With the rise of eco-consciousness and the increasing awareness of the frequent infringement of worker rights, especially in developing regions, the political belief of ethical consumerism has become extremely popular amongst consumers. Almost everyone is hyperaware of whether their straws are made of plastic or paper, whether their shoes are made of vegan leather, whether workers are getting paid above minimum wage for their favourite clothing brands and whether the airline company they are flying with offers carbon offsetting programmes.
However, as the belief has become widespread yet change still seems to be pretty much gradual, ethical consumers are now starting to question the validity of the belief system. Buying locally will help a local business and will reduce your carbon footprint, but will it improve the working conditions of garment workers in Bangladesh? Boycotting Amazon will stop your involvement with the company but will it stop the company from overworking its employees or sending more waste to landfills?
These questions highlight the flaws in ethical consumerism, and how unethical and unsustainable practices still occur on a global scale but are now being hidden through practices such as greenwashing and guilt-tripping consumers to believe that they are responsible for unsustainable corporations to be so powerful. Ethical consumerism has become more about blaming consumers than reforming producers, and it’s this concern of consumers that has led to the rise of consumer activism to ensure all focus is on the corporate world to change for the better good, under the pressure of the public. This episode discusses the problems with ethical consumerism and the need to redefine it by putting consumer activism at the heart of the belief system.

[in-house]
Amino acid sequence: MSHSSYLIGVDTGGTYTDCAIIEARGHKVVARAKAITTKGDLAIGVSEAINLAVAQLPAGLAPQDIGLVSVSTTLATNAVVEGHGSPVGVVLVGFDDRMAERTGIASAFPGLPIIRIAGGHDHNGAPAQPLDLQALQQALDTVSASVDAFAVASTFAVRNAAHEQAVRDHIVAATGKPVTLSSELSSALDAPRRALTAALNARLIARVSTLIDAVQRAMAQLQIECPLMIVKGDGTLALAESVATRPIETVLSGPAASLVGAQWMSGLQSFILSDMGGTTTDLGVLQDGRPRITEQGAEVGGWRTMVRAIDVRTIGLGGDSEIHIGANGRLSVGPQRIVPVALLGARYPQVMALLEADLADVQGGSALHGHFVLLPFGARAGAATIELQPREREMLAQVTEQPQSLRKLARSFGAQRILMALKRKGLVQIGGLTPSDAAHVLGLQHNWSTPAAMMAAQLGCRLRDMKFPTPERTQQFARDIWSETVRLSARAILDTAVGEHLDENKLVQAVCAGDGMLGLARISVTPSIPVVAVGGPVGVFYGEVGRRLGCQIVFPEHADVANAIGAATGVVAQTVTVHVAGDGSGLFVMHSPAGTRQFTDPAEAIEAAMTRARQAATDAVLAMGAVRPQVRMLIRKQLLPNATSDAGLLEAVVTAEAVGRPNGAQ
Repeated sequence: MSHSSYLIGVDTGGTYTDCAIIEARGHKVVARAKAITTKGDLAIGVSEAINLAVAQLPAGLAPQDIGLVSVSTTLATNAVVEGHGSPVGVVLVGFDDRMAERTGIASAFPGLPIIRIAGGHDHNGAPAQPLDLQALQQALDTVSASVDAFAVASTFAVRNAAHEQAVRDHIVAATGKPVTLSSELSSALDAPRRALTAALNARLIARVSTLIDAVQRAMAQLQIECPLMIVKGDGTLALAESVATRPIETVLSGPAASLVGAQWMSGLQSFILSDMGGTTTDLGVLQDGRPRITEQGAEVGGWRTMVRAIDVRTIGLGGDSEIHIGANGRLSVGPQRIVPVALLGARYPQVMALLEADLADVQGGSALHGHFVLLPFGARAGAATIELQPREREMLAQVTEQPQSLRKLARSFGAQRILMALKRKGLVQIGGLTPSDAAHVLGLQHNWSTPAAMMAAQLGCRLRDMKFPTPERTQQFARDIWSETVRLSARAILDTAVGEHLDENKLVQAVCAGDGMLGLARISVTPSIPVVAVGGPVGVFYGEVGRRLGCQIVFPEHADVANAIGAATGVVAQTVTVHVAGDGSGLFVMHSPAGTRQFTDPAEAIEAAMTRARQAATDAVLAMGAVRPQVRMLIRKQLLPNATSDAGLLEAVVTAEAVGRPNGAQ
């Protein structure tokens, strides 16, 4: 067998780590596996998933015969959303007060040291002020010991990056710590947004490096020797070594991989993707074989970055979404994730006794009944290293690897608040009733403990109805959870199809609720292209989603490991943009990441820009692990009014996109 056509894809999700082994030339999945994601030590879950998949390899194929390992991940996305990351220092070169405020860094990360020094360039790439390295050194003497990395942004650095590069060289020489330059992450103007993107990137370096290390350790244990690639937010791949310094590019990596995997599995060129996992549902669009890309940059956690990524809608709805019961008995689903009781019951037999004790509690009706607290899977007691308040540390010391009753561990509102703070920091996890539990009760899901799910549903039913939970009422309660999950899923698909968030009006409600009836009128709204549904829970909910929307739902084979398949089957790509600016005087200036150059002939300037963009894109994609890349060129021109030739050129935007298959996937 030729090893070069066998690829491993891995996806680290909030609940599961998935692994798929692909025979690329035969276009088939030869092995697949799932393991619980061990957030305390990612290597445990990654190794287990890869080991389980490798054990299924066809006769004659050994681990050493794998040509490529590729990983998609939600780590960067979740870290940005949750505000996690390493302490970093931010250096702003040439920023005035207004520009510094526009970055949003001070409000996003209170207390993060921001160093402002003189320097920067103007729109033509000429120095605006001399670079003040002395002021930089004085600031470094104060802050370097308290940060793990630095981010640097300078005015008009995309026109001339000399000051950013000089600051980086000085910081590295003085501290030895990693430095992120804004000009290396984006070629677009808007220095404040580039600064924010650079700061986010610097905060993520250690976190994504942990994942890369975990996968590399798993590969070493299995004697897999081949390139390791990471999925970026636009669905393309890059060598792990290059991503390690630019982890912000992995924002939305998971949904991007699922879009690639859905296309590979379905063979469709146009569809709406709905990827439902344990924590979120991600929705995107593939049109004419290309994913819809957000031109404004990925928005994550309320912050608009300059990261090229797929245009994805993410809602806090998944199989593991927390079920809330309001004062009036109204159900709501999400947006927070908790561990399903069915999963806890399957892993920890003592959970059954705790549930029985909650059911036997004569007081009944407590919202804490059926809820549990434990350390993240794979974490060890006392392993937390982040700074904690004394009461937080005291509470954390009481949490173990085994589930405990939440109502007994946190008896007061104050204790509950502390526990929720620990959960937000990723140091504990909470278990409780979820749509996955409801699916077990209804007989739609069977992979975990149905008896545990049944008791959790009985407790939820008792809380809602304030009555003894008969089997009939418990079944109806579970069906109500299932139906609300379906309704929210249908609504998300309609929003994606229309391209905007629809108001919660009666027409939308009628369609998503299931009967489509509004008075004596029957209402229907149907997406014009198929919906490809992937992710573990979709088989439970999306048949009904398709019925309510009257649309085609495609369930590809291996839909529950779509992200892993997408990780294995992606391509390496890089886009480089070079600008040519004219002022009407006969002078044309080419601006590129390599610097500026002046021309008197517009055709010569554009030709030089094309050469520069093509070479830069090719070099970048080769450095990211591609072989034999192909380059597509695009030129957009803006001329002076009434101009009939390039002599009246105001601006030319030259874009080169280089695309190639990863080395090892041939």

- my personal journey with ethical consumerism, driven by eco-anxiety and how I have managed it
- ethical consumerism history and its popularity as a political belief
- different types of ethical consumerism (Waheed Hussain) and what I resonate with
- questioning why we can’t be entirely sustainable and ethical (not including waste that can’t be avoided)
- 3 major problems with ethical consumerism: akin to voting system, industries failing to be transparent and guilt-tripping consumers to believe they are the cause of unethical companies being powerful on a global scale
- importance of holding corporations accountable for their negative impacts on society and the environment
- rise of consumer activism and giving the power back to the public to openly challenge industries to change their production framework
- examples of successful (and ongoing) consumer activism including boycotting Amazon
- need to redefine ethical consumerism by putting consumer activism at the core of the belief
- need to not feel guilty for the actions of bodies of power
- Elizabeth Cline’s article – this episode is in response to the article
- History of ethical consumerism
- Defining ethical consumerism
- Ban on halogen bulbs in the EU
- Ethical consumerism statistics
- Zara’s fast fashion model
- Waheed Hussain‘s categorisation of different types of ethical consumers
- Problems with ethical consumerism
- Consumer activism explained
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